The Emperor of Dreams by Clark Ashton Smith Review

Mark Greener

Despite being one of the great three Weird Tales writers, Clark Ashton Smith is less well known than either Robert E. Howard or Howard P. Lovecraft. All too often, critics dismiss Smith as a Lovecraft clone. However, as The Emperor of Dreams, part of the Fantasy Masterworks series, shows, Smith developed his own unique vision and style that makes him a master of dark fantasy in his own right, and worthy to stand beside Howard and Lovecraft.

The book encapsulates Smith's repertoire – his strengths as well as weaknesses. There are those tales – 'Ubbo-Sathla' or 'The Kiss of Zoraida', for instance - that don't, for me, develop any real tension and seem more than fillers than true short stories. Given that The Emperor of Dreams doesn't include some of the stronger tales that appeared in the Panther paperbacks that collected Smith's stories in the early '70s, this seems a bit of a waste.

Then there are Smith's more workman-like stories. I could imagine that several writers could have produced 'The Isle of the Torturers', 'Mother of Toads' or several other tales, albeit without Smith's somewhat baroque romantic style. Reprinting these is worthwhile – they're great entertainment. However, they don't capture Smith's genius.

Then there's the classic stories – such as 'The Gorgon' or 'The Nameless Offspring' – that evoke a true sense of horror that is almost unsurpassed in the genre. These show just how great a writer Smith could be and stand comparison with Le Fanu, M.R. James and Poe. These stories simply aren't as well known as they should be, but nevertheless, they are classics that will still be read by our grandkids.

Smith's prose shares some similarities to Lovecraft – the lack of dialogue and the somewhat anachronistic style, for instance. (Baudelaire was a major influence on Smith and the French Decadents cast a stylistic shadow over much of his work.) However, as numerous critics noted over the years, Smith is much easier to read, much more accessible than Lovecraft. Both 'The Gorgon' and 'The Nameless Offspring', for instance, are stylistically relatively straightforward horror stories that remind me more of the 'Novel of the White Powder', 'The Monkey's Paw' or 'Green Tea' than 'The Call of Cthulhu'.

Smith has a flare for language that befits the his lifelong vocation as a poet. So he deftly avoids the somewhat purple passages that litter both Howard's and Lovecraft's stories. The start of 'Abominations of Yondo', for example, is a marvellously evocative piece of writing. You can smell the air "heavy with stagnant odours of decay". You see the snakes that watch with "eyes of bright ochre". As the story develops, you feel the narrator's nerves "still taut from unmentionable tortures". You can just see how that almost naturalistic description would be coloured purple by Lovecraft.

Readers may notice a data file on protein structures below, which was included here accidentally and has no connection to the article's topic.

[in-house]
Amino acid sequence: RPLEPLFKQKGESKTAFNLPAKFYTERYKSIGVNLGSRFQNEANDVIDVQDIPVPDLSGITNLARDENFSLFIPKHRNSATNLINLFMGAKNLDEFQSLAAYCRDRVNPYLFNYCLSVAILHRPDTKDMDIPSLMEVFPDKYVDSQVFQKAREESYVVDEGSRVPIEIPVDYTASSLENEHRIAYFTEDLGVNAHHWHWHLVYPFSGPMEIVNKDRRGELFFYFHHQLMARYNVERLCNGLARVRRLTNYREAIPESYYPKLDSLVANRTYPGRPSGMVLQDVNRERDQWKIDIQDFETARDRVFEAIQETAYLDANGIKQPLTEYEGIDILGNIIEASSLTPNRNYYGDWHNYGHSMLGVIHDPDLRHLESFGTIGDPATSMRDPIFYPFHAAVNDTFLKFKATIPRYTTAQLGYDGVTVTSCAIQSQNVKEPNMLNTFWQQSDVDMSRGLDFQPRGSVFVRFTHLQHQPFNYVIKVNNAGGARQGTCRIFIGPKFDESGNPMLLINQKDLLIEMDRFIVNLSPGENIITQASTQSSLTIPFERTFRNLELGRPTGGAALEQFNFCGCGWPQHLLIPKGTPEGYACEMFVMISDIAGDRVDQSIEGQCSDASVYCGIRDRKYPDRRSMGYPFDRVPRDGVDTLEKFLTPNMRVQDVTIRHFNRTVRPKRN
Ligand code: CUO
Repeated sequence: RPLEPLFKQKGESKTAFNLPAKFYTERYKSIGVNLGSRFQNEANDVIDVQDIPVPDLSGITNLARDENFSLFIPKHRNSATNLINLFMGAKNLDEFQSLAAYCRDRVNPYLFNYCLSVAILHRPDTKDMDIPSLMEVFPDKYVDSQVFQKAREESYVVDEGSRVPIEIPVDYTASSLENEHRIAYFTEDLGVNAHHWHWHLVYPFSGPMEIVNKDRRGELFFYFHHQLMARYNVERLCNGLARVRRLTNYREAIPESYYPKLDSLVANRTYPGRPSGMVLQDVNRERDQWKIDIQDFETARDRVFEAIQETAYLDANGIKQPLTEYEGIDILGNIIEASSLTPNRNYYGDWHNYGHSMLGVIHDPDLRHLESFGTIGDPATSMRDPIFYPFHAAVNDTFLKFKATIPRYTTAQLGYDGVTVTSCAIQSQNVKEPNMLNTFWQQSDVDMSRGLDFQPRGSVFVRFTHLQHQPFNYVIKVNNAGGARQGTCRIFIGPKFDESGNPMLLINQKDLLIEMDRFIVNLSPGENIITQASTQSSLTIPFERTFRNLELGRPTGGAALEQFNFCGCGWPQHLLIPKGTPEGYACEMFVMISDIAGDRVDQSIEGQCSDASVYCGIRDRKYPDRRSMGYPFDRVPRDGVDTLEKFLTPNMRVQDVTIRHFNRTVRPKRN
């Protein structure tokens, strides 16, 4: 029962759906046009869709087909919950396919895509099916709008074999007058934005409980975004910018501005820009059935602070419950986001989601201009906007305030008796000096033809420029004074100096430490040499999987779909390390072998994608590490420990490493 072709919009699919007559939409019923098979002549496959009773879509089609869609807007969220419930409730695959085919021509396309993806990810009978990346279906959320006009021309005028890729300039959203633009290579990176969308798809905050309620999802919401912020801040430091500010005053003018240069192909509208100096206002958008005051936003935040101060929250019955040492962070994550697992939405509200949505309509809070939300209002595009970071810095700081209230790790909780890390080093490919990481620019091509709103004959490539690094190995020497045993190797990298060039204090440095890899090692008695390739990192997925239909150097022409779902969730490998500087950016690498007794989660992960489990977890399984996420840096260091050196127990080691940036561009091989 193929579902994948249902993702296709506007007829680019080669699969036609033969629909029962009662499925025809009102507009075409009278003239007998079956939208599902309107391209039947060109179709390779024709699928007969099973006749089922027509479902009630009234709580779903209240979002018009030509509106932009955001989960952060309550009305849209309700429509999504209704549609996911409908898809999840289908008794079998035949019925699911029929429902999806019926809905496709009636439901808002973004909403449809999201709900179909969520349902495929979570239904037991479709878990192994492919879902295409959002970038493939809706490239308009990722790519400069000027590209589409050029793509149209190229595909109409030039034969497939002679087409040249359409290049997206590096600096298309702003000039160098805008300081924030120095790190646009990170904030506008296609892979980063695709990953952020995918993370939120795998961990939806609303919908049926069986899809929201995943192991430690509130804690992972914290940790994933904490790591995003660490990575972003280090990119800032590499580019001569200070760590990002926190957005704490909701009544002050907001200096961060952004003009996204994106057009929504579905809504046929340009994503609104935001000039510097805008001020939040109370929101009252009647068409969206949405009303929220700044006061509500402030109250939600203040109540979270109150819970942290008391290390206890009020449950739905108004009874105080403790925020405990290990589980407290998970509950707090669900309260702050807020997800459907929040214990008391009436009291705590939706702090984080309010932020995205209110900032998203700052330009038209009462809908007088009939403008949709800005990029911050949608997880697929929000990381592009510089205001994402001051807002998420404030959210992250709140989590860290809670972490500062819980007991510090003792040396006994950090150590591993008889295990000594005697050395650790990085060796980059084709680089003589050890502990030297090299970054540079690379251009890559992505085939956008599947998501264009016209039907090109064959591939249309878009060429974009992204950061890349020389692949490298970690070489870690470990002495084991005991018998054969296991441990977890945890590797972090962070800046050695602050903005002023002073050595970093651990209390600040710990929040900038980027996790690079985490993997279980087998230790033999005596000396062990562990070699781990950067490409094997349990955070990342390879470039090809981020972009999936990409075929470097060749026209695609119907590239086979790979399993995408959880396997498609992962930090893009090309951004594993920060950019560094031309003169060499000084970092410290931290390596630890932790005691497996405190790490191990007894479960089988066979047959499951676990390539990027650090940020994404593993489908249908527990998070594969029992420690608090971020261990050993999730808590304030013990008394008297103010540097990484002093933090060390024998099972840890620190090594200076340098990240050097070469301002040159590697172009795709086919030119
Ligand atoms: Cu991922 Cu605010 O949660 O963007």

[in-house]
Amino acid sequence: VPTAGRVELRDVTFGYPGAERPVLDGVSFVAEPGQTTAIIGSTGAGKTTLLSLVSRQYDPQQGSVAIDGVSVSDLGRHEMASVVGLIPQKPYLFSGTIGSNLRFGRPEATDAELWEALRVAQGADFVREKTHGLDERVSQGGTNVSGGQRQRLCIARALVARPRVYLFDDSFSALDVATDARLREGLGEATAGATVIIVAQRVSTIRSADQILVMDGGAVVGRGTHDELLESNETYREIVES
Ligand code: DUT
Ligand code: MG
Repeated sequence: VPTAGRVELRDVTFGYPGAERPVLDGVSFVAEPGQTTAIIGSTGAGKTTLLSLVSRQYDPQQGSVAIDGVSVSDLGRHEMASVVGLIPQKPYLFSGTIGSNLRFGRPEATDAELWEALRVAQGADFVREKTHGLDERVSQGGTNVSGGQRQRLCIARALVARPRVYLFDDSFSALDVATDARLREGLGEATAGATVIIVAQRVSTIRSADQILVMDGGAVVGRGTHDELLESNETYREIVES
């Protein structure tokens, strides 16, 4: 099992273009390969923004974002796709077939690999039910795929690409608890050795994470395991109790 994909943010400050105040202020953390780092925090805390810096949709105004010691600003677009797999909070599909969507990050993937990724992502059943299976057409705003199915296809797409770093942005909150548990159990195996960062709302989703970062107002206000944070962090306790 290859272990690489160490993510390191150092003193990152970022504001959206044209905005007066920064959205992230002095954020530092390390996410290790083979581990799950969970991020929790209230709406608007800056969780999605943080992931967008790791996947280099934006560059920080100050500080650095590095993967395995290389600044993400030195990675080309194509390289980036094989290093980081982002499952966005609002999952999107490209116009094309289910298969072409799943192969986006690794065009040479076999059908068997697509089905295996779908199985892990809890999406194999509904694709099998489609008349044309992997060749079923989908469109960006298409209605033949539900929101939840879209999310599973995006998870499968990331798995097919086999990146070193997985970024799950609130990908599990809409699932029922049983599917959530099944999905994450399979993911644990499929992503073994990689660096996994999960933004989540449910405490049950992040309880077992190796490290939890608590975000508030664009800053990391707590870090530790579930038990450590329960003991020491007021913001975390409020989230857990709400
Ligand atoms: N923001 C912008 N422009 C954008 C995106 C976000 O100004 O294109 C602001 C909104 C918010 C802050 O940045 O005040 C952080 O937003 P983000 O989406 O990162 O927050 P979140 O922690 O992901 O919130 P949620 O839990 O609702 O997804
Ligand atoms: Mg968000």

There's also a more fundamental philosophical difference between Smith and Lovecraft. Smith is a much more optimistic, even when dealing with similar themes. (I'll be looking at these differences in a forthcoming essay for The Alien Online.) Both Smith and Lovecraft aim to explore what lies beneath the superficial surface of our lives. Lovecraft's characters who gaze into that abyss descend further into madness. Smith's emerge, if not unscathed, then at least alive and sane.

Smith also follows the Victorian trend of using "monsters" to underscore moral themes. (Another theme I'll consider in the essay.) 'The Kiss of Zoraida' offers a warning of adultery's dangers, for example. Lovecraft tends to be more morally ambiguous. All this means that, overall, Smith is a more comfortable read than Lovecraft. So, even if you hate Lovecraft don't be put off reading Smith.

As I mentioned above with all anthologies, you can question some of the inclusions and exclusions. For instance, Stephen Jones might have excluded 'The Plutonian Drug' because it's more SF than fantasy. But, for me at least, it's a better story than, for example, 'The Black Abbot of Puthuum' (which, to modern eyes, also smacks of being decidedly un-PC in places).

However, all anthologies are subjective and The Emperor of Dreams is a wonderful introduction to a neglected writer. And I can do little more than echo Jones's words in his excellent biographical sketch that I hope this new collection will help Smith to finally emerge from Lovecraft's shadow and takes his deserved place as one of the true masters of 20th century dark fantasy.

Publisher: Gollancz
Date: 2002
Price: £7.99
Format: Pb
ISBN: 057507373X

Copyright © 2002 Mark Greener
First published by: THE ALIEN ONLINE

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